There’s a lot of “inside baseball” stuff with these rifles that isn’t well-known by those of us who aren’t bolt-action experts. It’d be nice to see something like the series on the M1911 or the French rifles… (hint, hint…)

    Oh, and if Ian ever makes contact with the French collector that has the Mauser Improved M1918 they show here…?

    That would be fascinating… Also, if anyone ever gets their hands on the fully-shrouded Schlagelmilch prototype I’ve seen pictures of.

    I’ve always wondered what a rotary-bolt straight-pull Schlagelmilch design based on that fully-shrouded design would have looked like. The shroud could have served as the cam path for the bolt, and it would have meant a more-or-less fully sealed receiver that was also open enough for anything that got in to be thrown out with equal facility, and a nice, fast action with minimal fuss and bother to cycle. That’s just me, though…

    One does wonder what would have come out of the transition period between bolt-action and full semi-automatic systems, had WWI not gotten in the way. I suspect that Mauser and Schlagelmilch might have come up with some stunning “perfections” of their systems, which we’d probably still be using to this day in both precision shooting and sporting roles…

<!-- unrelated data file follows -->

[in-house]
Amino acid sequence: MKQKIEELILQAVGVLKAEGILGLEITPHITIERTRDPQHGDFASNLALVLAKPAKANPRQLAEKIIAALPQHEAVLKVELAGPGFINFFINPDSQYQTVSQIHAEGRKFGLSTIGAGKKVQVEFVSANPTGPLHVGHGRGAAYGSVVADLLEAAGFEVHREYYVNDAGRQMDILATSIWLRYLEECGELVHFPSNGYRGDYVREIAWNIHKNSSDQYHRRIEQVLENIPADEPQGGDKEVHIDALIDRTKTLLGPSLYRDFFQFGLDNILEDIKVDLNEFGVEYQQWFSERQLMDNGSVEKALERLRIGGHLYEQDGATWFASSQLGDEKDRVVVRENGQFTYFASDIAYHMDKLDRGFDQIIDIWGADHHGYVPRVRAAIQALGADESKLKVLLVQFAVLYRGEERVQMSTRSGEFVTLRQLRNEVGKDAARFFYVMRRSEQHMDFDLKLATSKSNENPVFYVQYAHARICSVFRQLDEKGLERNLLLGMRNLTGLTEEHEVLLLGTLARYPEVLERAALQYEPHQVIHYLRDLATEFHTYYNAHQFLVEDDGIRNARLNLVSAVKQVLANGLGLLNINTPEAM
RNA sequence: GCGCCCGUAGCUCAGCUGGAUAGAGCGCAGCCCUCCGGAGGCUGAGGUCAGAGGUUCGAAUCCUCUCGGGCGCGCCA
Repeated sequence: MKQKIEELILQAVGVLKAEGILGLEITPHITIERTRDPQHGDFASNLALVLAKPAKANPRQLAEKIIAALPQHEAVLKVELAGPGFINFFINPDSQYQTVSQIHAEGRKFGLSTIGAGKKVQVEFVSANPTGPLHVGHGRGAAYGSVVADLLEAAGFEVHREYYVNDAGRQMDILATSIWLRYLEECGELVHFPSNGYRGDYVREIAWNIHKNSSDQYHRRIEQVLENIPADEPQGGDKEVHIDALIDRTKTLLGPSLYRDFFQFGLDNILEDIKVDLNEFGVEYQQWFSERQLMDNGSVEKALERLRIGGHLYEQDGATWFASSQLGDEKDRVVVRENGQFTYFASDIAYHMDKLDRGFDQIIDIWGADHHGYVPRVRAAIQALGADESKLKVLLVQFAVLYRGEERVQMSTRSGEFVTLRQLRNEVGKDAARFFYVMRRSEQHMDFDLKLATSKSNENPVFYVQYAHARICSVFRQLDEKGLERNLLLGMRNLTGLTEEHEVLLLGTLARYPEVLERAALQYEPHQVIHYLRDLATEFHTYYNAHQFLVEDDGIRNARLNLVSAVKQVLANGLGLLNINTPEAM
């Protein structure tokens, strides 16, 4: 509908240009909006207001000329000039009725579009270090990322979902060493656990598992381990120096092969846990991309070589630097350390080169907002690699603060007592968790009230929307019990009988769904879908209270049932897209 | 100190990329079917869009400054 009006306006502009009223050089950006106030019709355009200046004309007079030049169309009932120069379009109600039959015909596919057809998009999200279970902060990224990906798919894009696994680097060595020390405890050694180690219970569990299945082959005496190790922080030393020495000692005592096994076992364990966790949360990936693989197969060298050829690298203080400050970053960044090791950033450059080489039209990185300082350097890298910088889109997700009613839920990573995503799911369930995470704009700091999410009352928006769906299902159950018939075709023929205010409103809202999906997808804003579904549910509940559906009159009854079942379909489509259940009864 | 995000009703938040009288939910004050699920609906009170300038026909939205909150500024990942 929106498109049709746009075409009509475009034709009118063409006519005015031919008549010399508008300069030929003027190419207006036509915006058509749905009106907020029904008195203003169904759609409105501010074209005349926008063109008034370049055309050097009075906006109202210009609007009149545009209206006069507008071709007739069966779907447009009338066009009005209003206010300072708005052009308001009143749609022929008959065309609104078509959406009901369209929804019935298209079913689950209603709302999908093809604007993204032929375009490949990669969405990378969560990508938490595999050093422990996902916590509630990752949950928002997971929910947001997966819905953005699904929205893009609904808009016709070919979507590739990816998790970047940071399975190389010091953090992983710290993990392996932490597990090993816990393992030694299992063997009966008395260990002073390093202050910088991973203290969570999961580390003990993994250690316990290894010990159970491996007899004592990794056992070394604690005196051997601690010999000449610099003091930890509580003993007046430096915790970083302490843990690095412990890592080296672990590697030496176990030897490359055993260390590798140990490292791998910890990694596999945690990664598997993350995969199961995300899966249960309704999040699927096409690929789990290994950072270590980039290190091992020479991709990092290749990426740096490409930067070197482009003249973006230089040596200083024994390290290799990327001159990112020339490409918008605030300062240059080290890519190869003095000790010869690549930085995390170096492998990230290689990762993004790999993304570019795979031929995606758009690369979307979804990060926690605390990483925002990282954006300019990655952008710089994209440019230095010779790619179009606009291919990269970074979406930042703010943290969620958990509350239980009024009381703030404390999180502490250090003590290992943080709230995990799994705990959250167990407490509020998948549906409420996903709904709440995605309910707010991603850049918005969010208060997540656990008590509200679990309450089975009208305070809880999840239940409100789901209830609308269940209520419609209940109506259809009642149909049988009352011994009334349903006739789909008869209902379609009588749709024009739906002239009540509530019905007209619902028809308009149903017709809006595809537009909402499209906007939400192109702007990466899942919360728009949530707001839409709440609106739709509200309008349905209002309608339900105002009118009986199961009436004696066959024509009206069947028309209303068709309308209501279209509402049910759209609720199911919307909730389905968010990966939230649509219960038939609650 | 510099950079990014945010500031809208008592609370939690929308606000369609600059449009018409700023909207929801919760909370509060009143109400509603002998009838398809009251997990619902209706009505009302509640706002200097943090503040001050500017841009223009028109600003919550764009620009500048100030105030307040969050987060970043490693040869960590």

• Hi Kirk

      First things first, here’s Fidel Feederle’s patent for the 1918 Mauser.

      According to Speed et al, (Oberndorf factory sporters, collectors grade) There was an attempt to produce that shrouded bolt rifle, as a commercial sporter in the 1920s, with beefed up locking lugs on the bolt.

      Bearing in mind that ordinary mauser 98 locking lugs are adequate for the .378 and .460 Weatherby, and that the .500 Schüler (the most powerful factory case for a bolt action sporter, before the .460 weatherby was launched) was designed to work in a standard length mauser 98…

      Mauser must have had a particularly heavily loaded, large diameter case in mind, possibly the 7mm Hälger, a ridiculously hot loading of the. 280 Ross case.